"I think it comes down to not shying away from conflict or hard conversations but really confronting some of the ingrained ways we have of behaving that can maintain isolation, and doing the hard work to confront those things and to make ourselves vulnerable to one another so that we can really experience the power of deep connection," Hepler said. "That power then becomes this vehicle for transformation and deeper work--as well as deeper resources to do the work when we are able to show up in the fullness of ourselves."
Spiritual practices are also an important part of the Life Together program as fellows learn contemplative worship incorporating sacred chant, Lectio Divina scriptural meditation, centering prayer and silence. Fellows meet individually with a spiritual director once a month, and twice a year fellows gather at Bethany House of Prayer in Arlington for guided retreats to deepen community and spiritual self-awareness. In addition, through a partnership with the Society of St. John the Evangelist, fellows are invited to initiate individual silent retreats free of charge throughout the year.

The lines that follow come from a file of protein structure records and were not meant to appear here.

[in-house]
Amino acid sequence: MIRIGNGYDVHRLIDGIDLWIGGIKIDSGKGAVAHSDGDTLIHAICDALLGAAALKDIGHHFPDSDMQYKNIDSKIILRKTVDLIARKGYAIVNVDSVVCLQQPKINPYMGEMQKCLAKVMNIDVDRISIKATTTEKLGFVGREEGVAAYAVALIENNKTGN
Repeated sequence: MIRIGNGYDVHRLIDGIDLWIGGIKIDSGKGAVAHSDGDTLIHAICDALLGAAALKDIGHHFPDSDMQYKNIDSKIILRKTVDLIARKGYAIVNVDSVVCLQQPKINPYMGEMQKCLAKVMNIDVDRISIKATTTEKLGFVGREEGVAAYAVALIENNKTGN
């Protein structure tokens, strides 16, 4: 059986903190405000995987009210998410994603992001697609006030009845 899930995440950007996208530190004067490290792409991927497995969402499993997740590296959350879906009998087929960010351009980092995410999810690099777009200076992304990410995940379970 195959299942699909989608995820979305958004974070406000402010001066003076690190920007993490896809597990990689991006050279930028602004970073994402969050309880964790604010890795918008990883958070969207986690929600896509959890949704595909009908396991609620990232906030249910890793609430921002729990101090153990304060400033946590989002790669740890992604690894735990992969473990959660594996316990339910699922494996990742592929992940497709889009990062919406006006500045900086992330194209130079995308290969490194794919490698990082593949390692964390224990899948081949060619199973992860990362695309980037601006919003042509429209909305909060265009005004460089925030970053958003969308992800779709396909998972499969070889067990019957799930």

Life Together's identity as a Christian program goes far beyond its partnerships and learning spiritual practices, Hepler emphasized.
"It’s really seeing this as our call as Christians to be working towards justice in the world and understanding Jesus’ life, death, resurrection as a model for and the thing that makes possible our work for justice," Hepler said. "In our mission and vision language we talk about cultivating a generation of leaders for the church and the world and we do really prioritize that broad definition of 'for the church and the world.' We can’t and don’t want to separate those two things and so our alumni--some do pursue ordained leadership in the church, some are actively involved in their church communities and some are not--but all of them are pursuing this work from a spiritually grounded place."
Dominique Bocanegra, a Life Together alum from the 2015-2016 year, was placed at the Church of the Holy Spirit in Mattapan for her program year, and stayed at the church for another four years serving as the youth director. Bocanegra described in an interview how Life Together, for her, offered a safe space to play with the words church and love.